They say my pappy was a swan,
    A good for nothing vagabond.
    (chorus)
    Swoose, Swoose, Alexander is a Goose
    Swoose, Swoose, Alexander is a Goose
    Big beak, big feet
    Alexander is a freak

    They’re so unkind but I don’t mind their slander
    I’m just disturbed because I heard
    They’re gonna cook my goose and gander
    I guess I’ll have to run away
    I know what they’ll do if I stay
    I’d rather be a refugee
    Instead of chicken fricasee

    (male voice, speaking: I don’t know now Doris, maybe you can tell me what a swoose is)
    Now you just listen to me and I’ll tell ya:

    Alexander the Swoose is a composite bird
    Faintly resembling Mortimer Snerd
    And bold Donald Duck, Only very much grander
    For he isn’t a dummy, a drake, or a gander.
    He’s old for his age, and small for his size,
    Has Garbo’s big feet and Cantor’s big eyes
    The beak of Durante, the mouth of Joe Brown
    And a Harpo Marx wig made of pink eiderdown.
    Rochester’s voice, the curves of Mae West
    And the Stars and Stripes tatooed on his chest.

    • #10
    • May 13, 2019, at 11:03 AM PST
    • 9 likes
  11. EJHill Podcaster
    EJHill Post author

    @gfhandle

    Those lyrics should read:

    Mother, Mother, Mother Goose, why am I not like brother goose
    The other geese all laugh at me
    And call me a catastrophe
    (chorus)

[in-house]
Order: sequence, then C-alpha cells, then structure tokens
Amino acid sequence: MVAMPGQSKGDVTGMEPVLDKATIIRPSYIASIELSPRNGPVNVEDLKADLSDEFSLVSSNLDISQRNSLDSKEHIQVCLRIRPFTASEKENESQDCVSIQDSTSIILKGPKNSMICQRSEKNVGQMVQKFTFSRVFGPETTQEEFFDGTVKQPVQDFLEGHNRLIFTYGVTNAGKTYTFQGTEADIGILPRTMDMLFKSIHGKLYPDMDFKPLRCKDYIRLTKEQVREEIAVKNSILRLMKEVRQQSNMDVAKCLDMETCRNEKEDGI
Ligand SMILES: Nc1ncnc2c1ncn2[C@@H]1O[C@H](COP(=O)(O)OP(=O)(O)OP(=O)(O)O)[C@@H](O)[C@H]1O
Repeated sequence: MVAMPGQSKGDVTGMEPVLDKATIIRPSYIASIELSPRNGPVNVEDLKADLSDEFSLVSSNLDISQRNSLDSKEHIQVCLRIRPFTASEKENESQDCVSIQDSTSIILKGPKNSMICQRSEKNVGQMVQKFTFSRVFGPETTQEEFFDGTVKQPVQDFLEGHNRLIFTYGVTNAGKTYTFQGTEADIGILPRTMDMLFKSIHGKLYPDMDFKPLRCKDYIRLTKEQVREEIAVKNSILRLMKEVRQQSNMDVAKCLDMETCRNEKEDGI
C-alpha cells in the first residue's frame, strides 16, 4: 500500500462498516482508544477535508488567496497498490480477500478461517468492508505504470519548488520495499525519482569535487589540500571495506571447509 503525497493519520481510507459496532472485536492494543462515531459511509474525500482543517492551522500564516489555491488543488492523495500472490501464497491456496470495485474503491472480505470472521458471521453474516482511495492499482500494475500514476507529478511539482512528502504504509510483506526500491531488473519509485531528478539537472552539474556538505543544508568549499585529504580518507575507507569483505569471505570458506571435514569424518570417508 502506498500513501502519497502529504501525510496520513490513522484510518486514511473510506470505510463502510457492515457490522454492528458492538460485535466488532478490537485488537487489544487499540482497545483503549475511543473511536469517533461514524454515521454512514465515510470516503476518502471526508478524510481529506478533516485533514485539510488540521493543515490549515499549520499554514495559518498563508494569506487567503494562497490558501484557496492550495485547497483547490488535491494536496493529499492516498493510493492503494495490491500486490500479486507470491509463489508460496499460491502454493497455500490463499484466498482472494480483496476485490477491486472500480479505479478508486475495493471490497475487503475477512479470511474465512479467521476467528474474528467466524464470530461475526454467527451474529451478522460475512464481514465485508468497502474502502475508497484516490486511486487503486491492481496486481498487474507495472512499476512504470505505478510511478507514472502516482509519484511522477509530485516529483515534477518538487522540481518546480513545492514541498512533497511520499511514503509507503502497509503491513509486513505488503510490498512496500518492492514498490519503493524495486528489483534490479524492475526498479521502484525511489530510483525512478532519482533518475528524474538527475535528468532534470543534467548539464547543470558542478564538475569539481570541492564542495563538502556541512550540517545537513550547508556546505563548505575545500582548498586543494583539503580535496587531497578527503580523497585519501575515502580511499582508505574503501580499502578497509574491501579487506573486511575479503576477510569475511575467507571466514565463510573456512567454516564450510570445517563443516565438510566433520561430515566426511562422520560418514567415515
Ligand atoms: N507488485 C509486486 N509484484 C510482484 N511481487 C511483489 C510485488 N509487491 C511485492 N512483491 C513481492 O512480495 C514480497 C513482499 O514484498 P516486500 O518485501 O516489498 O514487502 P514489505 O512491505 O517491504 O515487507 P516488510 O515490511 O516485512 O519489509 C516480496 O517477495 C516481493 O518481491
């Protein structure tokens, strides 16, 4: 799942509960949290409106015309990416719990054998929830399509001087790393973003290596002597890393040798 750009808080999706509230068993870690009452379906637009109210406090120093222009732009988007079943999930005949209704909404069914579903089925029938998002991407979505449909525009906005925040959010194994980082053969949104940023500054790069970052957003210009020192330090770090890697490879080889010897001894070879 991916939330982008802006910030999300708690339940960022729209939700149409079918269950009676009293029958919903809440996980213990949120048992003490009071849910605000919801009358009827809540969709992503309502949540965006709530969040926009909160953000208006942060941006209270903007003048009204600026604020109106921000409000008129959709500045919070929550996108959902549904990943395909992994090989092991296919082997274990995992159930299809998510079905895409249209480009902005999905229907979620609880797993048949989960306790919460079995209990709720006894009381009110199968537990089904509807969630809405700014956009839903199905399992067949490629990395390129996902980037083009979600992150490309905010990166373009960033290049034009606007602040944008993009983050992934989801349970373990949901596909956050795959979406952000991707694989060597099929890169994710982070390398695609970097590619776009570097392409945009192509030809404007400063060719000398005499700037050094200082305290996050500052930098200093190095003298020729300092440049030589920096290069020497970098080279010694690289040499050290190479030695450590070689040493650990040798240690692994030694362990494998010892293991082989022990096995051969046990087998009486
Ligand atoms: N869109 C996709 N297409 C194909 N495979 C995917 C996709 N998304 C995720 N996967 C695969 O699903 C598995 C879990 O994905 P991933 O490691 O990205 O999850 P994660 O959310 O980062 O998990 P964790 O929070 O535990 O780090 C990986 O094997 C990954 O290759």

Swoose, Swoose, Alexander is a Swoose
    Swoose, Swoose, Alexander is a Swoose
    Half swan, half goose
    Alexander is a Swoose!

    The Swoose is also the oldest known combat surviving B-17 in the world. At one point during her service in the South Pacific she had the tail section of another B-17 welded on to her, hence the origin of the name. She now resides at the National Museum of the Air Force at Wright-Patterson AFB in Dayton, Ohio, a mere hour drive north of Miss Day’s birthplace.

    • #11
    • May 13, 2019, at 11:27 AM PST
    • 9 likes
  12. OldPhil Coolidge

    9thDistrictNeighbor (View Comment):
    My mom used to sing Que Sera, Sera all the time

    Mine, too, along with all the other big band songs from the 30s and 40s. I remember being in my high school band and the band director (from the same generation, of course) asking how I knew all the songs he played as a drummer in his dance band. “From my Mom, of course.” Turns out he knew her.